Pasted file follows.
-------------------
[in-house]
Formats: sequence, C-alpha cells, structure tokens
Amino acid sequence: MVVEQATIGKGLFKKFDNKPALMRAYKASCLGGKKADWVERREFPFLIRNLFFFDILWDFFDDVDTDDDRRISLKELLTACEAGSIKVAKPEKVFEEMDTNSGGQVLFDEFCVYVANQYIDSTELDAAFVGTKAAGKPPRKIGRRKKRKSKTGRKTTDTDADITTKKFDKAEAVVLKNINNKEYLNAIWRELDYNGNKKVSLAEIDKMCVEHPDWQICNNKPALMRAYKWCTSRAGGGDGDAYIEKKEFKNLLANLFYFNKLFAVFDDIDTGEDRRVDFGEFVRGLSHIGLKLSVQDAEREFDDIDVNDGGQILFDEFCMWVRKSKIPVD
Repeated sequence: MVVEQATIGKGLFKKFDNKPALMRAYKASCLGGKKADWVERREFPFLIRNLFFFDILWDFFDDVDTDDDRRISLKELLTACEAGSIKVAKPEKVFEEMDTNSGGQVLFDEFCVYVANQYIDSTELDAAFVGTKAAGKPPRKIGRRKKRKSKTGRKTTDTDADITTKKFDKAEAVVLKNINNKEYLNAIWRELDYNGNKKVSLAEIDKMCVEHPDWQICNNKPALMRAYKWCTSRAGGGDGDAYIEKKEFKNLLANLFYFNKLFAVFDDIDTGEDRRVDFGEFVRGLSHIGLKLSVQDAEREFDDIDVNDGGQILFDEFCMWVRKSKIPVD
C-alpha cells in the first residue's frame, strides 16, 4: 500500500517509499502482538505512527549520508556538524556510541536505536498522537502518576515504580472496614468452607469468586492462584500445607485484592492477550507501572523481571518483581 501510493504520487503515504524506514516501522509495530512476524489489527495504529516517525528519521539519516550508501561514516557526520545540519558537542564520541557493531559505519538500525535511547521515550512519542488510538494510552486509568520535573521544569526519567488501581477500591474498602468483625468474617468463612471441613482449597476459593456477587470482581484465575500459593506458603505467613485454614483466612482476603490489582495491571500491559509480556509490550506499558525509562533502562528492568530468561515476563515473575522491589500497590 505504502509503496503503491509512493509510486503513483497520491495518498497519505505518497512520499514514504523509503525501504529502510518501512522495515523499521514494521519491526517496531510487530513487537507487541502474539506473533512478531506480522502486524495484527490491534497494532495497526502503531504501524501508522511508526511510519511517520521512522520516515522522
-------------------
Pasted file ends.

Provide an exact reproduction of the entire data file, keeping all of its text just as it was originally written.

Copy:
[in-house]
Formats: sequence, C-alpha cells, structure tokens
Amino acid sequence: MVVEQATIGKGLFKKFDNKPALMRAYKASCLGGKKADWVERREFPFLIRNLFFFDILWDFFDDVDTDDDRRISLKELLTACEAGSIKVAKPEKVFEEMDTNSGGQVLFDEFCVYVANQYIDSTELDAAFVGTKAAGKPPRKIGRRKKRKSKTGRKTTDTDADITTKKFDKAEAVVLKNINNKEYLNAIWRELDYNGNKKVSLAEIDKMCVEHPDWQICNNKPALMRAYKWCTSRAGGGDGDAYIEKKEFKNLLANLFYFNKLFAVFDDIDTGEDRRVDFGEFVRGLSHIGLKLSVQDAEREFDDIDVNDGGQILFDEFCMWVRKSKIPVD
Repeated sequence: MVVEQATIGKGLFKKFDNKPALMRAYKASCLGGKKADWVERREFPFLIRNLFFFDILWDFFDDVDTDDDRRISLKELLTACEAGSIKVAKPEKVFEEMDTNSGGQVLFDEFCVYVANQYIDSTELDAAFVGTKAAGKPPRKIGRRKKRKSKTGRKTTDTDADITTKKFDKAEAVVLKNINNKEYLNAIWRELDYNGNKKVSLAEIDKMCVEHPDWQICNNKPALMRAYKWCTSRAGGGDGDAYIEKKEFKNLLANLFYFNKLFAVFDDIDTGEDRRVDFGEFVRGLSHIGLKLSVQDAEREFDDIDVNDGGQILFDEFCMWVRKSKIPVD
C-alpha cells in the first residue's frame, strides 16, 4: 500500500517509499502482538505512527549520508556538524556510541536505536498522537502518576515504580472496614468452607469468586492462584500445607485484592492477550507501572523481571518483581 501510493504520487503515504524506514516501522509495530512476524489489527495504529516517525528519521539519516550508501561514516557526520545540519558537542564520541557493531559505519538500525535511547521515550512519542488510538494510552486509568520535573521544569526519567488501581477500591474498602468483625468474617468463612471441613482449597476459593456477587470482581484465575500459593506458603505467613485454614483466612482476603490489582495491571500491559509480556509490550506499558525509562533502562528492568530468561515476563515473575522491589500497590 505504502509503496503503491509512493509510486503513483497520491495518498497519505505518497512520499514514504523509503525501504529502510518501512522495515523499521514494521519491526517496531510487530513487537507487541502474539506473533512478531506480522502486524495484527490491534497494532495497526502503531504501524501508522511508526511510519511517520521512522520516515522522